The Honest Broker: The Effect of Poor Association Building Maintenance on Buying & Selling
BY: Diane Lott, Broker
Paradise Found Realty
Building and Safety issues are being discovered during the mandated Milestone Inspection occurring for condominiums that are 3 stories and higher throughout Florida. Continued lack of maintenance, deferring or delaying maintenance over many years, has caused a ripple effect for the buyer and seller alike.
In the desire to keep HOA dues low or even reduce it, certain association Boards have unwittingly ignored issues that can create safety concerns and structural hazards that could be catastrophic for the occupants. Perhaps “Boards” thought that they were doing a good job by not increasing dues assessments and felt pressured by the ownership to not increase their monthly assessments. Taking on large projects’ costs money. Completing the project correctly, not just placing “band-aids” on the issue, can be expensive. In any case, a lack of maintenance might have occurred.
Buyers should be made aware and inquire about the current Milestone Inspection requirements of the Association and if it has been completed. Has the Inspection occurred or when is it scheduled? If completed, has the report been made available to the owners. If the report has been issued, the buyer has the right to demand access to the report and the subsequent potential estimated costs for repairs as prepared by the engineer or architect that has performed the inspection. The Board then takes the results of the report stating the repairs that need to be made and will seek proposals from a minimum of three contractors to select the bid and cost for them.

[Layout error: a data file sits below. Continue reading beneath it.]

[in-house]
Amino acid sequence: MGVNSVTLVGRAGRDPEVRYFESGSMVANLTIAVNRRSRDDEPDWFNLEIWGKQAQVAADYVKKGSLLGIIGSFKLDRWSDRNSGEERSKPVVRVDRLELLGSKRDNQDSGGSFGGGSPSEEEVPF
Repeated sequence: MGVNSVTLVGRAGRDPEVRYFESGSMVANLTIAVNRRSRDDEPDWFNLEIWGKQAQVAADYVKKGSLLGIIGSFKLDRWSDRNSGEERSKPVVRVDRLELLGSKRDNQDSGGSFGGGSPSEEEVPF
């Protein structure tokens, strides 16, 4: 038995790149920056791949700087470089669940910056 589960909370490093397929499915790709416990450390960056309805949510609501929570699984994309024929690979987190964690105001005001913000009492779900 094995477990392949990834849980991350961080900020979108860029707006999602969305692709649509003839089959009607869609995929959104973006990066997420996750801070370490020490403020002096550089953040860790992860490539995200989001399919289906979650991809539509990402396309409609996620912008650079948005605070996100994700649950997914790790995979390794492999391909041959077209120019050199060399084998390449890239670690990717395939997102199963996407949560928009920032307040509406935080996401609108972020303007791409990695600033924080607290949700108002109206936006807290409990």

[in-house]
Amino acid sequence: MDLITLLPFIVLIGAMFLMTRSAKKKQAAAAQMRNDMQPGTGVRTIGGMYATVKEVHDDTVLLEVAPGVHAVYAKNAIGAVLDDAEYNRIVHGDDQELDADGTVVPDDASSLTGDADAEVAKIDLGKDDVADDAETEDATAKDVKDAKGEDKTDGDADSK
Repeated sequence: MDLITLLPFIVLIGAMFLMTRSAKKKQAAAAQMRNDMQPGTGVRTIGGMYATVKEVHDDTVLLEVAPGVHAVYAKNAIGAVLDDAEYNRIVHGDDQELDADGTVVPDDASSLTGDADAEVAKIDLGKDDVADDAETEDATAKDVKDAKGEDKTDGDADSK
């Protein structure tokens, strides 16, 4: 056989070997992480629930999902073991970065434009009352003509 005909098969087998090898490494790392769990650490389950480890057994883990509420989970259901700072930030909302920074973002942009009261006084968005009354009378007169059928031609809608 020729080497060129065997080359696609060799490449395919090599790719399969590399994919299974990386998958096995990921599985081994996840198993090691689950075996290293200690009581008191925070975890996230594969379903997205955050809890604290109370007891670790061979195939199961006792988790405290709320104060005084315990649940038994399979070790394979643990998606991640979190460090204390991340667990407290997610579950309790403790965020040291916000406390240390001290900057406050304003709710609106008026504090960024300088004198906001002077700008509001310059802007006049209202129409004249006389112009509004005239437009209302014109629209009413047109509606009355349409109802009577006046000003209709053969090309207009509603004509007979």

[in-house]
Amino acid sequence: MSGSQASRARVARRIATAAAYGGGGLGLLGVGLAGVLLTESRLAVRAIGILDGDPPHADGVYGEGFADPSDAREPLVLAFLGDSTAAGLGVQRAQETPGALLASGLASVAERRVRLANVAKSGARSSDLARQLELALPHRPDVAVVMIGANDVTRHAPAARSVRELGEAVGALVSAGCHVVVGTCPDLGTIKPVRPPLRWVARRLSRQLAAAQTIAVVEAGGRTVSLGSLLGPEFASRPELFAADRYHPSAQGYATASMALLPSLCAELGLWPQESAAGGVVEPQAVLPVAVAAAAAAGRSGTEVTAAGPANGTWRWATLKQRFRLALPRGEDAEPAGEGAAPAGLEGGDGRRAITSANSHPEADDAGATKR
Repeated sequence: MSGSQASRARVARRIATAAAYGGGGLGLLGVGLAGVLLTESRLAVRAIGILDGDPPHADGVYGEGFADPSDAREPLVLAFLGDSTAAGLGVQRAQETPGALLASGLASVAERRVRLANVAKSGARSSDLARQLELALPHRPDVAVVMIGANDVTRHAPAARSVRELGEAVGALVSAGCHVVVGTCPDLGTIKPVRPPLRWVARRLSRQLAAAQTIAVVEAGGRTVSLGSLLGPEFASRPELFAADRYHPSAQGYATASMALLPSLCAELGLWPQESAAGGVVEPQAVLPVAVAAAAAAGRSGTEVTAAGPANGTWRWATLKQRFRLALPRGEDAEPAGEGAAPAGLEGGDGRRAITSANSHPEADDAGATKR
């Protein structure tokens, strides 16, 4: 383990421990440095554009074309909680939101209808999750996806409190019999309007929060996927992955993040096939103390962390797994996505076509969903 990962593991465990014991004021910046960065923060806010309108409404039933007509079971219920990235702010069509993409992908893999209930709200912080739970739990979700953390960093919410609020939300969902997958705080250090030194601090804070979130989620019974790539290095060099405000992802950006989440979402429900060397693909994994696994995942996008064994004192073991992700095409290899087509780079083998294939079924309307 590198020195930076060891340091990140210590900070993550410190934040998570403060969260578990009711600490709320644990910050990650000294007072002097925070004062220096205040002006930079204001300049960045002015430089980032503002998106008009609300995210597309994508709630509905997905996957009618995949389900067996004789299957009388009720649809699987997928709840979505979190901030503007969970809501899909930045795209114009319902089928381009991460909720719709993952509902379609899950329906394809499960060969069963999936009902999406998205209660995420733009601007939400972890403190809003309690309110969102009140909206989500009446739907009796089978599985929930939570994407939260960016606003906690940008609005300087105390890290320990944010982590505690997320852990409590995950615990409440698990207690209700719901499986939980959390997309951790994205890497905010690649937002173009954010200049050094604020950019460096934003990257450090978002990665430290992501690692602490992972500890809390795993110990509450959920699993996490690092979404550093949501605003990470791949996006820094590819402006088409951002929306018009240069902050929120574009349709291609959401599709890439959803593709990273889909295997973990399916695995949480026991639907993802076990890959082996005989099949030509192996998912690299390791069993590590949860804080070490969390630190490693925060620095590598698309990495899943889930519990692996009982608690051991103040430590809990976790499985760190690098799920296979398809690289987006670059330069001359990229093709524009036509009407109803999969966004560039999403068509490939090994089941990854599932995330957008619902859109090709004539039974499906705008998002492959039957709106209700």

Some associations are undergoing a lack of funds for these repair costs and are seeking loans or special assessments to conduct the repairs. This will affect and raise your dues assessment if the association borrows the money in the way of a loan or it could mean a lump sum payment in the way of a special assessment to the owners. Buyers who are aware of the association’s lack of financial capabilities for these unexpected or state required repairs can negotiate a preferable purchase price. Other buyers are avoiding older communities altogether in favor of more recently built buildings/developments.
A potential effect to the sale of a property that has documented, and significant safety or structural problems could be that mortgage companies refuse to finance loans to buyers looking in that community. This can set up sales that become strictly a “cash only” basis. If purchases are restricted to cash only, it can significantly affect the number of people capable of buying and might cause the lowering of property values in the long run. Sellers should be aware that they, and/or their representatives, are required to disclose the status of the milestone inspection and its results to subsequent buyers. They are also required to disclose the possibility of an anticipated loan or special assessment by the association if needed.
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